Since 1862 Wheelock and Driscoll ran the Press, aligning its influence and success with the rise of Ramsey’s political fortunes, and sharing in the bounty that followed from their close association with the governor’s rise to power. The die of hostility was cast when Senator Wilkinson directed the federal contract away from the Press and to the rival Pioneer and Democrat. Soon after Wilkinson’s defeat for reelection, Wheelock urged Ramsey to persuade senator-elect Norton to return the federal printing contract to the Press. In 1867 Driscoll was appointed chairman of the Republican Central Committee and held the position until 1870, skillfully conducting the campaigns that resulted in the second election of Governor Marshall and the first election of Governor Austin, and would be a member of the inner circle who guided the political fortunes of what some called the “Ramsey dynasty.” With Wheelock, Marshall, and R. N. McLaren, he managed the appointments of state officers and congressmen, and made several appointments to federal positions. In May 1870 President Grant appointed Wheelock to be postmaster of St. Paul on the recommendation of Senator Ramsey, and in turn, Wheelock made Driscoll assistant postmaster, “thus accomplishing the doubly desirable object of ensuring a competent business supervision of the post office and of securing a welcome recourse, for up-building the Republican party organ, perhaps seven thousand dollars a year from their united salaries.” Most recently, they worked furiously behind the scenes to get Ramsey reelected, but failing to do so, “the St. Paul Press lost faith in the virtue of the party, if not in the perpetuity of the Republic.”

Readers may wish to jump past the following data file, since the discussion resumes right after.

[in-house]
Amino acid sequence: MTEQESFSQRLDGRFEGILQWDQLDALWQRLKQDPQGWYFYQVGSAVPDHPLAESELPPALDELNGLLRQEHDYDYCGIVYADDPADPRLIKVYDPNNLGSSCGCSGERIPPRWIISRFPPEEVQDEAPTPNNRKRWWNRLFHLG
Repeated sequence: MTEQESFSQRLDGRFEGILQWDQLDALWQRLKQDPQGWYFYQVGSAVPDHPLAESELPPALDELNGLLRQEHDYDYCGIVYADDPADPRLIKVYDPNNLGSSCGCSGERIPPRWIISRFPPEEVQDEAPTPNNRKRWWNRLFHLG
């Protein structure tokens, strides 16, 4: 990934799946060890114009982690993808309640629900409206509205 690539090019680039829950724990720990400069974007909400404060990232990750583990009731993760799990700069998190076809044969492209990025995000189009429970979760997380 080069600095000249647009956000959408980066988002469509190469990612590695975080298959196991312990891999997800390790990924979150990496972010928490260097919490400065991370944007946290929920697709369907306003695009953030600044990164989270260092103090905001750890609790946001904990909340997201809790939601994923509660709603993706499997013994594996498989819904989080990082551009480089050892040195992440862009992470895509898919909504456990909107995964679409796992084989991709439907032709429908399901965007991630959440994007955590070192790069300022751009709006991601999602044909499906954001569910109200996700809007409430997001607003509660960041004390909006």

It would seem that the end of the dynasty would mark the end of their influence. One of the earliest official acts of senator-elect McMillan was to demand the removal of Wheelock as postmaster and replace him with the senator’s son-in-law, Dr. David Day. Grant agreed; and with Wheelock’s departure went Driscoll as well. Shortly thereafter, however, came the “startling announcement” that the Pioneer and the Press had been consolidated under the management of Wheelock and Driscoll and that the Pioneer Press was to be conducted as an independent journal, “a thing then unprecedented in Minnesota politics.”